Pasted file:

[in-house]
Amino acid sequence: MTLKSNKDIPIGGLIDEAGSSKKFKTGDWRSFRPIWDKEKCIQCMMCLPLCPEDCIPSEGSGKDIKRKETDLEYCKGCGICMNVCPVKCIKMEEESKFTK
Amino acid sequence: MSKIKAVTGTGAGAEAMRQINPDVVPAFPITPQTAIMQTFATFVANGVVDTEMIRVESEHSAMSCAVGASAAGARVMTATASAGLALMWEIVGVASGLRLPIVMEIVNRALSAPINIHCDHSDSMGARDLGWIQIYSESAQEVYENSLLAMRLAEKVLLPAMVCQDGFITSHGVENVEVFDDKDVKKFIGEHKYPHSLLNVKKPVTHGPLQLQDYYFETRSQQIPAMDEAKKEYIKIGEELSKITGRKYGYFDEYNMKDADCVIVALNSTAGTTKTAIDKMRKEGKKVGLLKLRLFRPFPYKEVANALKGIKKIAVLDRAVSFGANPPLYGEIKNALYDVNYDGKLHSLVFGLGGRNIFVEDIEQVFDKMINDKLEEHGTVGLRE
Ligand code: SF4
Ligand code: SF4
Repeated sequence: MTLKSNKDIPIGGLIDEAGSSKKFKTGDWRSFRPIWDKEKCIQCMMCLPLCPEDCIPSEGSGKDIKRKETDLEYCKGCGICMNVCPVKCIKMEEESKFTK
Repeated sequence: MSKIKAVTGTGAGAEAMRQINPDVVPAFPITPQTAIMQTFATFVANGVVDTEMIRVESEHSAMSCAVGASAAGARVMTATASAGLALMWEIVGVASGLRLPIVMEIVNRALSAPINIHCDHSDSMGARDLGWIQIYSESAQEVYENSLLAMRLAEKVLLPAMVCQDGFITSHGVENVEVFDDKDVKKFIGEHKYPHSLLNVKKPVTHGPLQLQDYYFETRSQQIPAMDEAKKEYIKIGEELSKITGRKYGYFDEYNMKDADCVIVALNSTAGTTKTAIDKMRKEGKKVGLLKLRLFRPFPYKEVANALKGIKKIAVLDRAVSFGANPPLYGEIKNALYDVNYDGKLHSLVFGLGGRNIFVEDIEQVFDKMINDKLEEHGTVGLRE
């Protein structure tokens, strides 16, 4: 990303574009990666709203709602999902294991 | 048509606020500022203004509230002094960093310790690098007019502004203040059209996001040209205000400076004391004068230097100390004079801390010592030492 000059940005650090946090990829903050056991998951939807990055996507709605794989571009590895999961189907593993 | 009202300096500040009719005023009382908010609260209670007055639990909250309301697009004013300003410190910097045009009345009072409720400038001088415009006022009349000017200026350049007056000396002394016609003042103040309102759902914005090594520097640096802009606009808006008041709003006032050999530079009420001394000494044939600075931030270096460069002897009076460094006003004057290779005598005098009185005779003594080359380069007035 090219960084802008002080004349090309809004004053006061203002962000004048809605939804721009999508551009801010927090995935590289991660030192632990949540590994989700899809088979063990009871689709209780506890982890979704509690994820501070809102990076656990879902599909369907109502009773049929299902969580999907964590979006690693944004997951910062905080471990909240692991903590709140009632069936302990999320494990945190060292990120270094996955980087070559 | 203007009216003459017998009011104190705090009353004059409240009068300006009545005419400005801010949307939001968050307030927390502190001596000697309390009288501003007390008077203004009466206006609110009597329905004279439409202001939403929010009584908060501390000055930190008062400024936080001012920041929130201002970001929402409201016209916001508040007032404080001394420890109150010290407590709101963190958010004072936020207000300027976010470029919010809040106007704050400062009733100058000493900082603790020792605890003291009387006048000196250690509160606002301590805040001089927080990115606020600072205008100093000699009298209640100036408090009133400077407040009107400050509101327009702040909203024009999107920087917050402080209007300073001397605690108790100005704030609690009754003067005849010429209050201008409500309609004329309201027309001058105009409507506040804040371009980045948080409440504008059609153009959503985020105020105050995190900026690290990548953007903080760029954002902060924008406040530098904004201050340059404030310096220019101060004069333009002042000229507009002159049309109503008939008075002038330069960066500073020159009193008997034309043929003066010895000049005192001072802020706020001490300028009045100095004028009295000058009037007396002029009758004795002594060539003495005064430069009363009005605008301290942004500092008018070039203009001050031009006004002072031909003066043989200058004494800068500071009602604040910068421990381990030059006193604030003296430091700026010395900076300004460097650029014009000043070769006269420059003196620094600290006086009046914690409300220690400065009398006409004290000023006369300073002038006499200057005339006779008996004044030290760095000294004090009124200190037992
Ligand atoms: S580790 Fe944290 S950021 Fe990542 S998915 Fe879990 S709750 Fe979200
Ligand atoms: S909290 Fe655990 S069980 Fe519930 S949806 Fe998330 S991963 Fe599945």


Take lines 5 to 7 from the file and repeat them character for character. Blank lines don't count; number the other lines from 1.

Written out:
Ligand code: SF4
Repeated sequence: MTLKSNKDIPIGGLIDEAGSSKKFKTGDWRSFRPIWDKEKCIQCMMCLPLCPEDCIPSEGSGKDIKRKETDLEYCKGCGICMNVCPVKCIKMEEESKFTK
Repeated sequence: MSKIKAVTGTGAGAEAMRQINPDVVPAFPITPQTAIMQTFATFVANGVVDTEMIRVESEHSAMSCAVGASAAGARVMTATASAGLALMWEIVGVASGLRLPIVMEIVNRALSAPINIHCDHSDSMGARDLGWIQIYSESAQEVYENSLLAMRLAEKVLLPAMVCQDGFITSHGVENVEVFDDKDVKKFIGEHKYPHSLLNVKKPVTHGPLQLQDYYFETRSQQIPAMDEAKKEYIKIGEELSKITGRKYGYFDEYNMKDADCVIVALNSTAGTTKTAIDKMRKEGKKVGLLKLRLFRPFPYKEVANALKGIKKIAVLDRAVSFGANPPLYGEIKNALYDVNYDGKLHSLVFGLGGRNIFVEDIEQVFDKMINDKLEEHGTVGLRE